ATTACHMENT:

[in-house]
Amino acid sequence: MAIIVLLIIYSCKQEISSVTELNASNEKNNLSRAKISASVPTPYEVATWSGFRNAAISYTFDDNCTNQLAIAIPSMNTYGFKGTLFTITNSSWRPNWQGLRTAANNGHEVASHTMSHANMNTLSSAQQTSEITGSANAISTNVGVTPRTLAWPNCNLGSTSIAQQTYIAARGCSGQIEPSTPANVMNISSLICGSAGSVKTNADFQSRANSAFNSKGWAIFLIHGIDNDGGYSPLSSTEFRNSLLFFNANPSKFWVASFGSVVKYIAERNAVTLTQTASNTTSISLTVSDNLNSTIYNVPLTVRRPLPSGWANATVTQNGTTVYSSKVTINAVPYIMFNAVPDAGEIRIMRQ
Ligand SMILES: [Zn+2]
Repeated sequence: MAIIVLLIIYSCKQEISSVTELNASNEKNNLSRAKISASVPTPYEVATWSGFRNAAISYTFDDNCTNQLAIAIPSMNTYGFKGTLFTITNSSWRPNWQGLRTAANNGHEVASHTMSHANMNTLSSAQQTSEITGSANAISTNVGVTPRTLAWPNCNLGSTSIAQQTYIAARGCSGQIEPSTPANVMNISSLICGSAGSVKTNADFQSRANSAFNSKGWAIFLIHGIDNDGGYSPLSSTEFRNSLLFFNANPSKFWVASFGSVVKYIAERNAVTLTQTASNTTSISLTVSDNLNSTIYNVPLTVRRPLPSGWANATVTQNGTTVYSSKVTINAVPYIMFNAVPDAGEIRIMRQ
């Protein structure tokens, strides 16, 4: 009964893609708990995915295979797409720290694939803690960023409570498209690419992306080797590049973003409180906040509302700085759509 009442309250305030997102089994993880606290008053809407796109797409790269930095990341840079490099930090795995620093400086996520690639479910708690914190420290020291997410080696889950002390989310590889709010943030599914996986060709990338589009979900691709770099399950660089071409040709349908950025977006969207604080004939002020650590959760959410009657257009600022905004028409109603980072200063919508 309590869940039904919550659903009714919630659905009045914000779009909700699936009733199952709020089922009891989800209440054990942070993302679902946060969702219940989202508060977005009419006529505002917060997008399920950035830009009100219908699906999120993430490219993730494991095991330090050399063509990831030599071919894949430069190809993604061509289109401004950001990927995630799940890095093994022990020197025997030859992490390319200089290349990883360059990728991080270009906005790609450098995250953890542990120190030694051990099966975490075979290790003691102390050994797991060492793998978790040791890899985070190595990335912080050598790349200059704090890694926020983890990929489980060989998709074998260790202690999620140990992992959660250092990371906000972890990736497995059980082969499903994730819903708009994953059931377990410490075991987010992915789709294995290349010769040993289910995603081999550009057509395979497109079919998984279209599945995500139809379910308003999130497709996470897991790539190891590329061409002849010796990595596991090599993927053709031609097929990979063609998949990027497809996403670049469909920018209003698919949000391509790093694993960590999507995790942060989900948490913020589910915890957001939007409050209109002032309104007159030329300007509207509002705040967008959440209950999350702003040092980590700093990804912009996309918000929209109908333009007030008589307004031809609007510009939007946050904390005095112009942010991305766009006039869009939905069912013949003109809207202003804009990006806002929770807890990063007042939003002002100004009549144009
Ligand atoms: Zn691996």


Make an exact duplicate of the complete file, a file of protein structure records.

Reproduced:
[in-house]
Amino acid sequence: MAIIVLLIIYSCKQEISSVTELNASNEKNNLSRAKISASVPTPYEVATWSGFRNAAISYTFDDNCTNQLAIAIPSMNTYGFKGTLFTITNSSWRPNWQGLRTAANNGHEVASHTMSHANMNTLSSAQQTSEITGSANAISTNVGVTPRTLAWPNCNLGSTSIAQQTYIAARGCSGQIEPSTPANVMNISSLICGSAGSVKTNADFQSRANSAFNSKGWAIFLIHGIDNDGGYSPLSSTEFRNSLLFFNANPSKFWVASFGSVVKYIAERNAVTLTQTASNTTSISLTVSDNLNSTIYNVPLTVRRPLPSGWANATVTQNGTTVYSSKVTINAVPYIMFNAVPDAGEIRIMRQ
Ligand SMILES: [Zn+2]
Repeated sequence: MAIIVLLIIYSCKQEISSVTELNASNEKNNLSRAKISASVPTPYEVATWSGFRNAAISYTFDDNCTNQLAIAIPSMNTYGFKGTLFTITNSSWRPNWQGLRTAANNGHEVASHTMSHANMNTLSSAQQTSEITGSANAISTNVGVTPRTLAWPNCNLGSTSIAQQTYIAARGCSGQIEPSTPANVMNISSLICGSAGSVKTNADFQSRANSAFNSKGWAIFLIHGIDNDGGYSPLSSTEFRNSLLFFNANPSKFWVASFGSVVKYIAERNAVTLTQTASNTTSISLTVSDNLNSTIYNVPLTVRRPLPSGWANATVTQNGTTVYSSKVTINAVPYIMFNAVPDAGEIRIMRQ
């Protein structure tokens, strides 16, 4: 009964893609708990995915295979797409720290694939803690960023409570498209690419992306080797590049973003409180906040509302700085759509 009442309250305030997102089994993880606290008053809407796109797409790269930095990341840079490099930090795995620093400086996520690639479910708690914190420290020291997410080696889950002390989310590889709010943030599914996986060709990338589009979900691709770099399950660089071409040709349908950025977006969207604080004939002020650590959760959410009657257009600022905004028409109603980072200063919508 309590869940039904919550659903009714919630659905009045914000779009909700699936009733199952709020089922009891989800209440054990942070993302679902946060969702219940989202508060977005009419006529505002917060997008399920950035830009009100219908699906999120993430490219993730494991095991330090050399063509990831030599071919894949430069190809993604061509289109401004950001990927995630799940890095093994022990020197025997030859992490390319200089290349990883360059990728991080270009906005790609450098995250953890542990120190030694051990099966975490075979290790003691102390050994797991060492793998978790040791890899985070190595990335912080050598790349200059704090890694926020983890990929489980060989998709074998260790202690999620140990992992959660250092990371906000972890990736497995059980082969499903994730819903708009994953059931377990410490075991987010992915789709294995290349010769040993289910995603081999550009057509395979497109079919998984279209599945995500139809379910308003999130497709996470897991790539190891590329061409002849010796990595596991090599993927053709031609097929990979063609998949990027497809996403670049469909920018209003698919949000391509790093694993960590999507995790942060989900948490913020589910915890957001939007409050209109002032309104007159030329300007509207509002705040967008959440209950999350702003040092980590700093990804912009996309918000929209109908333009007030008589307004031809609007510009939007946050904390005095112009942010991305766009006039869009939905069912013949003109809207202003804009990006806002929770807890990063007042939003002002100004009549144009
Ligand atoms: Zn691996």